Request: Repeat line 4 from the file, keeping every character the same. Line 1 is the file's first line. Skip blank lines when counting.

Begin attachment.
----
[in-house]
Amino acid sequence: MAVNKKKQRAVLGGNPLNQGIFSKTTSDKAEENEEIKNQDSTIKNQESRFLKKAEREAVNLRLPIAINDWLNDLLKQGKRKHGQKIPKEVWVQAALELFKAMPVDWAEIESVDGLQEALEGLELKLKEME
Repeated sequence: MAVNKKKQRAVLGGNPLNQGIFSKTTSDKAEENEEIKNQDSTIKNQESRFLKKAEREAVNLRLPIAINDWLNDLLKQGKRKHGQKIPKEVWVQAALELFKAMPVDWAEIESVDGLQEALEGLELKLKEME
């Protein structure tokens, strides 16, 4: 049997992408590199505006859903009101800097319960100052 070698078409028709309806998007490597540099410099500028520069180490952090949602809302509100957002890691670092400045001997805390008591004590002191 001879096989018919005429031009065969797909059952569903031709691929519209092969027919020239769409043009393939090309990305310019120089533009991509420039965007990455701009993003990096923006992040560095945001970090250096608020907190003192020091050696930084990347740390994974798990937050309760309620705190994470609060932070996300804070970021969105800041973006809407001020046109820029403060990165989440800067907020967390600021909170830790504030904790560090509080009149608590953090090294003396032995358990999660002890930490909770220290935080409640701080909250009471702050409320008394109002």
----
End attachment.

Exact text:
């Protein structure tokens, strides 16, 4: 049997992408590199505006859903009101800097319960100052 070698078409028709309806998007490597540099410099500028520069180490952090949602809302509100957002890691670092400045001997805390008591004590002191 001879096989018919005429031009065969797909059952569903031709691929519209092969027919020239769409043009393939090309990305310019120089533009991509420039965007990455701009993003990096923006992040560095945001970090250096608020907190003192020091050696930084990347740390994974798990937050309760309620705190994470609060932070996300804070970021969105800041973006809407001020046109820029403060990165989440800067907020967390600021909170830790504030904790560090509080009149608590953090090294003396032995358990999660002890930490909770220290935080409640701080909250009471702050409320008394109002």